Welcome Sophia Hope Bell!!!

Welcome Sophia Hope Bell!!!
Maddy has officially become a big sister!!

Tuesday, September 4, 2007

Big Day is tomorrow

Tomorrow is a pretty big day. I (Rick) am not a "jinx" person, so I can be honest. I think tomorrow the doctors are going to tell us that Madelyn is NED (no evidence of disease). This means we'll be stopping treatment, removing her port, and scheduling regular checkups to monitor her status. If not, I don't know what they could say. The MRI showed nothing in the preliminary images. The MIBG was negative with the exception of a very very faint spot in the R chest where she never had disease before. The MRI showed nothing, but it wasn't clear due to some atelactasis (deflating of the lung) which probably would not have occurred had we done the MRI first and the bone marrow biopsy last like we have the other 3 times. This is the reason that I haven't really gotten too excited, because its no EVIDENCE of disease, not 100% without disease. With the knowledge that we are limited by the technology and testing parameters, something could be missed and stopping treatment can pose some risk. That's my worry. I said it. Now that it's out in the open, I am very hopeful that the worst, from a physical perspective as far as what Madelyn has endured, is behind us. We know we'll get uneasy every three months for scans. We worry about relapse. We are afraid to stop treatment. Will the chemo she has received predispose her to leukemia later? Again, a rant.

We await the news with guarded joy. We normally wouldn't admit this out loud but all signs point to a good outcome and I feel we should be allowed to embrace it, even if only for a moment.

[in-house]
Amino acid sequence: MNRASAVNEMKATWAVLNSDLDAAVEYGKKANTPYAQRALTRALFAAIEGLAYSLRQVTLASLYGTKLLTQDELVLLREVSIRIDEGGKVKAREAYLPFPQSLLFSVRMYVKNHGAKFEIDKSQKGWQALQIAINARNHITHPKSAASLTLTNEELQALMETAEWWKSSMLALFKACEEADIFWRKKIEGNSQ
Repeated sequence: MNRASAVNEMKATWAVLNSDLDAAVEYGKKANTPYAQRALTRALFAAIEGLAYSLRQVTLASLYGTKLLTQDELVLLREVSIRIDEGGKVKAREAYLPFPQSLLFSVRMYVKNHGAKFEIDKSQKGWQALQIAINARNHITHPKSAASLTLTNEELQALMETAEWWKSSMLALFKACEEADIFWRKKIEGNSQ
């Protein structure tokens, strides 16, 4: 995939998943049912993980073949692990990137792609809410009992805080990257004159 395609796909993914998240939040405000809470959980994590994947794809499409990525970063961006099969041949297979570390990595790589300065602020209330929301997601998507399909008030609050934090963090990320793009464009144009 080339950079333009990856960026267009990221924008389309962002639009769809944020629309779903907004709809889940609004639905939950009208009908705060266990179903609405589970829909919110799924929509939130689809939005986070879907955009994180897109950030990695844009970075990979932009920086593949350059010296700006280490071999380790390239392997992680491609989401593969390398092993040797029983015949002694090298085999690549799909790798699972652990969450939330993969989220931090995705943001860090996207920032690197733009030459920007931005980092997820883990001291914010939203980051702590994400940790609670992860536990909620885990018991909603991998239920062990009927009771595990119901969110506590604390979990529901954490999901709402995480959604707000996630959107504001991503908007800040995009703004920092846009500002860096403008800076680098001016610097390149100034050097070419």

As her father I feel its my #1 job to staunchly defend my daughter's right to live. I need to be strong for my wife. Early on, it was easier for me because we had such a learning curve and when she had questions, I generally had the answers. Now the situation is so nebulous that I have had to say recently that I just don't know when asked what criteria would make surgery an option, or what's the likelihood of so and so, what patients relapse the most, etc. Every day I question my ability to make these decisions and be strong for my family. Most of you who know me probably wouldn't think that about me. I am generally very clear that I think most of the time I am the smartest guy in the room. Well, that's OK when it comes to little stuff. It's OK when a mistake now and then is acceptable. Madelyn is the one who gets sedated, cut on, poked with needles, is at risk for infection, throws up at the sight of the activity center at the hospital. I hope one day she knows that I would much rather it be me than her, not just so she wouldn't hurt, but because I could handle it better than watching her endure it. It hurts more than trading places.

Mark this one down as a therapeutic entry for me. Writing here helps me deal with this and whether or not anyone reads it, it serves a purpose.

Thank you for your continued support and prayers. With all of the things Madelyn is learning, we haven't started to teach her to pray yet. I'll work on that this week.

The Bell Family